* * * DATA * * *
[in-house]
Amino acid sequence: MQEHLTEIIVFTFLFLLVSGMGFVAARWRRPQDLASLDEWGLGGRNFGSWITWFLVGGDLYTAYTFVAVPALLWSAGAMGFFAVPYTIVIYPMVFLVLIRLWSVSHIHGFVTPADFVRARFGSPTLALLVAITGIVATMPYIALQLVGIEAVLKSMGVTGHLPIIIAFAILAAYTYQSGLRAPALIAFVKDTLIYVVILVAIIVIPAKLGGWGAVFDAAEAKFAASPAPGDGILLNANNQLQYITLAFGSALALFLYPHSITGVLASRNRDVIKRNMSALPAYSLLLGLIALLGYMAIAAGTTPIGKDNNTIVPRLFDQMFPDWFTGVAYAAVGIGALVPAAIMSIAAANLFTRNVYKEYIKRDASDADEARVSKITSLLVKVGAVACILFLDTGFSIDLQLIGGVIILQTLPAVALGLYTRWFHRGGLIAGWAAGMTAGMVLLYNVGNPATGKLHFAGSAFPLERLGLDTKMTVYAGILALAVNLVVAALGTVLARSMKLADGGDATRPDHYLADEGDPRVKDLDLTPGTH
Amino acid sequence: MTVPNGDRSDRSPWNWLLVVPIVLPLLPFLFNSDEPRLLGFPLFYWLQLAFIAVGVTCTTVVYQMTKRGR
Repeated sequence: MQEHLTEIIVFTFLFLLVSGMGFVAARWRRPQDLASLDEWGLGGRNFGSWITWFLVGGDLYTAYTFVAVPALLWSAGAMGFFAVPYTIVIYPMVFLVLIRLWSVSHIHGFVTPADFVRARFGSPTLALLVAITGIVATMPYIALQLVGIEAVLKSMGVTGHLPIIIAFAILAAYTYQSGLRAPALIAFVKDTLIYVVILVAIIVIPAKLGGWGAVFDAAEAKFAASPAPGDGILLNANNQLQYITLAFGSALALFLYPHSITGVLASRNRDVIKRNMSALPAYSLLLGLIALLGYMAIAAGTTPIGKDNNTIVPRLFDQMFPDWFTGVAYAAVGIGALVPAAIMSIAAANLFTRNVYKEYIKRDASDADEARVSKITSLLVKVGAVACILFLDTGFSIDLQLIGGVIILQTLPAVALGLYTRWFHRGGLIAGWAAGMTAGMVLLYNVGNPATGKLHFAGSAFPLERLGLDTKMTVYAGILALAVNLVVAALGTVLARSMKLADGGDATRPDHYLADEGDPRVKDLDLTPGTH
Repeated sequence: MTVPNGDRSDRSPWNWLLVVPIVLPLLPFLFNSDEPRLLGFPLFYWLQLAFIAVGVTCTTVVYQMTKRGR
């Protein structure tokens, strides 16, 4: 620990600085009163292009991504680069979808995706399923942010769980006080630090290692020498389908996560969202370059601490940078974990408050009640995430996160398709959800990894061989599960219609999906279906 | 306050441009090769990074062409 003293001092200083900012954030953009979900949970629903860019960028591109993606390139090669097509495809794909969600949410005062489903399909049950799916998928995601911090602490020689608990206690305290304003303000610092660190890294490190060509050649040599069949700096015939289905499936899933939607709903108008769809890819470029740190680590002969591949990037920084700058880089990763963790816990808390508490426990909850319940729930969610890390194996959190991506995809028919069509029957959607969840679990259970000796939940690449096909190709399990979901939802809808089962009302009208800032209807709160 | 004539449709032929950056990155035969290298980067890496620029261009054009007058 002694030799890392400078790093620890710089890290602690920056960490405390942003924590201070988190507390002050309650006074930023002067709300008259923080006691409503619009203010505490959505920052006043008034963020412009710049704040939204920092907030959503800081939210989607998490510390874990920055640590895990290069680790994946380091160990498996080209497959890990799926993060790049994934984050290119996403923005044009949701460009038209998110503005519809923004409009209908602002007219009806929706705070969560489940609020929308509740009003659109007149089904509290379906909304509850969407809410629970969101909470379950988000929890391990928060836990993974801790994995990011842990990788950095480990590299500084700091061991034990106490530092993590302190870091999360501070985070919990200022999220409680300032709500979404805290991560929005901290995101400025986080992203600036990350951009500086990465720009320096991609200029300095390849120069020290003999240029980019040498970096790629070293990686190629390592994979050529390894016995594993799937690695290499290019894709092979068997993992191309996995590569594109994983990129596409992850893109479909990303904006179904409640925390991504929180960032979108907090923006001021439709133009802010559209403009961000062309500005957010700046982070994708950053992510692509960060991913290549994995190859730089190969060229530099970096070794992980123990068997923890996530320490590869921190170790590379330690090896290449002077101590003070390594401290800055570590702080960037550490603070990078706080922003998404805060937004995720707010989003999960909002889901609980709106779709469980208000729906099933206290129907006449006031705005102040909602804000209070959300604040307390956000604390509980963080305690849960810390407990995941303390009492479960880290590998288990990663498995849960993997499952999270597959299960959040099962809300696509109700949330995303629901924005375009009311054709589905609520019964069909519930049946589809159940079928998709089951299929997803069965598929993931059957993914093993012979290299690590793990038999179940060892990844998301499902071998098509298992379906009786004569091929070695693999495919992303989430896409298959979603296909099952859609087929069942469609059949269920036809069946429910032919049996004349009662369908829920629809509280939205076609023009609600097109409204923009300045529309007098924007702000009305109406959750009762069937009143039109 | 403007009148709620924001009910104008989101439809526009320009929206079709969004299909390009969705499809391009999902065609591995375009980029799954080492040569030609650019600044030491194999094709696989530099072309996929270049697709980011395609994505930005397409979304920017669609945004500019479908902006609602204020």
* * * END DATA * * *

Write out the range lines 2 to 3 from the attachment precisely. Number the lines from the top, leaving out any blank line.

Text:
Amino acid sequence: MQEHLTEIIVFTFLFLLVSGMGFVAARWRRPQDLASLDEWGLGGRNFGSWITWFLVGGDLYTAYTFVAVPALLWSAGAMGFFAVPYTIVIYPMVFLVLIRLWSVSHIHGFVTPADFVRARFGSPTLALLVAITGIVATMPYIALQLVGIEAVLKSMGVTGHLPIIIAFAILAAYTYQSGLRAPALIAFVKDTLIYVVILVAIIVIPAKLGGWGAVFDAAEAKFAASPAPGDGILLNANNQLQYITLAFGSALALFLYPHSITGVLASRNRDVIKRNMSALPAYSLLLGLIALLGYMAIAAGTTPIGKDNNTIVPRLFDQMFPDWFTGVAYAAVGIGALVPAAIMSIAAANLFTRNVYKEYIKRDASDADEARVSKITSLLVKVGAVACILFLDTGFSIDLQLIGGVIILQTLPAVALGLYTRWFHRGGLIAGWAAGMTAGMVLLYNVGNPATGKLHFAGSAFPLERLGLDTKMTVYAGILALAVNLVVAALGTVLARSMKLADGGDATRPDHYLADEGDPRVKDLDLTPGTH
Amino acid sequence: MTVPNGDRSDRSPWNWLLVVPIVLPLLPFLFNSDEPRLLGFPLFYWLQLAFIAVGVTCTTVVYQMTKRGR